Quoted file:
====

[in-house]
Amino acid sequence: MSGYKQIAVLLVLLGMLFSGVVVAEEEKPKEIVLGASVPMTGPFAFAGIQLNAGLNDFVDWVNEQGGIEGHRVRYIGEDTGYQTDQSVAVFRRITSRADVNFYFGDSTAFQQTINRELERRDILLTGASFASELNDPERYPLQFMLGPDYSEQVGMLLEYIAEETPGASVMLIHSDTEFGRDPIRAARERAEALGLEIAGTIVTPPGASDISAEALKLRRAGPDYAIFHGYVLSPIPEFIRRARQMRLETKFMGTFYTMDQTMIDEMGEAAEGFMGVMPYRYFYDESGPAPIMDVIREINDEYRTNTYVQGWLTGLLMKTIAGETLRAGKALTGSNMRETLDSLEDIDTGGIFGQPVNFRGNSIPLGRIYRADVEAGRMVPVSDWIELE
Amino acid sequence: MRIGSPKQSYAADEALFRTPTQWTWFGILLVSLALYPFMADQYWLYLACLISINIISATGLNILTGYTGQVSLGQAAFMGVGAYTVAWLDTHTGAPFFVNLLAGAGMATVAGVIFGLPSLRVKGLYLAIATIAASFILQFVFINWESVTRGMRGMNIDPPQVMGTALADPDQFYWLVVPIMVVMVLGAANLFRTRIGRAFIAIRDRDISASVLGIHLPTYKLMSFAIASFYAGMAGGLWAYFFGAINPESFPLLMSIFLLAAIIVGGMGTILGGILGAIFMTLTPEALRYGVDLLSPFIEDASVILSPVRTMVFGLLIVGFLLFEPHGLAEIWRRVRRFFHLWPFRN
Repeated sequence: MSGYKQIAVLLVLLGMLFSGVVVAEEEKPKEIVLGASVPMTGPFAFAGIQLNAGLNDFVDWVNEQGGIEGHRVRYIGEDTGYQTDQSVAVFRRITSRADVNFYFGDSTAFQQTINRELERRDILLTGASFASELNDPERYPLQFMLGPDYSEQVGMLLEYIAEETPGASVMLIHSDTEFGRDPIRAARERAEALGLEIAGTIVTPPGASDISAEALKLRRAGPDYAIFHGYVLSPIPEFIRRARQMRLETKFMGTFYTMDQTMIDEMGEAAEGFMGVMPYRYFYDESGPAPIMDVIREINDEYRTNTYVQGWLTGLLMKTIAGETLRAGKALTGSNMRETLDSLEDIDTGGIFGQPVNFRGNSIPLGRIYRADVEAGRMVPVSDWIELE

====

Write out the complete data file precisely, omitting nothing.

[in-house]
Amino acid sequence: MSGYKQIAVLLVLLGMLFSGVVVAEEEKPKEIVLGASVPMTGPFAFAGIQLNAGLNDFVDWVNEQGGIEGHRVRYIGEDTGYQTDQSVAVFRRITSRADVNFYFGDSTAFQQTINRELERRDILLTGASFASELNDPERYPLQFMLGPDYSEQVGMLLEYIAEETPGASVMLIHSDTEFGRDPIRAARERAEALGLEIAGTIVTPPGASDISAEALKLRRAGPDYAIFHGYVLSPIPEFIRRARQMRLETKFMGTFYTMDQTMIDEMGEAAEGFMGVMPYRYFYDESGPAPIMDVIREINDEYRTNTYVQGWLTGLLMKTIAGETLRAGKALTGSNMRETLDSLEDIDTGGIFGQPVNFRGNSIPLGRIYRADVEAGRMVPVSDWIELE
Amino acid sequence: MRIGSPKQSYAADEALFRTPTQWTWFGILLVSLALYPFMADQYWLYLACLISINIISATGLNILTGYTGQVSLGQAAFMGVGAYTVAWLDTHTGAPFFVNLLAGAGMATVAGVIFGLPSLRVKGLYLAIATIAASFILQFVFINWESVTRGMRGMNIDPPQVMGTALADPDQFYWLVVPIMVVMVLGAANLFRTRIGRAFIAIRDRDISASVLGIHLPTYKLMSFAIASFYAGMAGGLWAYFFGAINPESFPLLMSIFLLAAIIVGGMGTILGGILGAIFMTLTPEALRYGVDLLSPFIEDASVILSPVRTMVFGLLIVGFLLFEPHGLAEIWRRVRRFFHLWPFRN
Repeated sequence: MSGYKQIAVLLVLLGMLFSGVVVAEEEKPKEIVLGASVPMTGPFAFAGIQLNAGLNDFVDWVNEQGGIEGHRVRYIGEDTGYQTDQSVAVFRRITSRADVNFYFGDSTAFQQTINRELERRDILLTGASFASELNDPERYPLQFMLGPDYSEQVGMLLEYIAEETPGASVMLIHSDTEFGRDPIRAARERAEALGLEIAGTIVTPPGASDISAEALKLRRAGPDYAIFHGYVLSPIPEFIRRARQMRLETKFMGTFYTMDQTMIDEMGEAAEGFMGVMPYRYFYDESGPAPIMDVIREINDEYRTNTYVQGWLTGLLMKTIAGETLRAGKALTGSNMRETLDSLEDIDTGGIFGQPVNFRGNSIPLGRIYRADVEAGRMVPVSDWIELE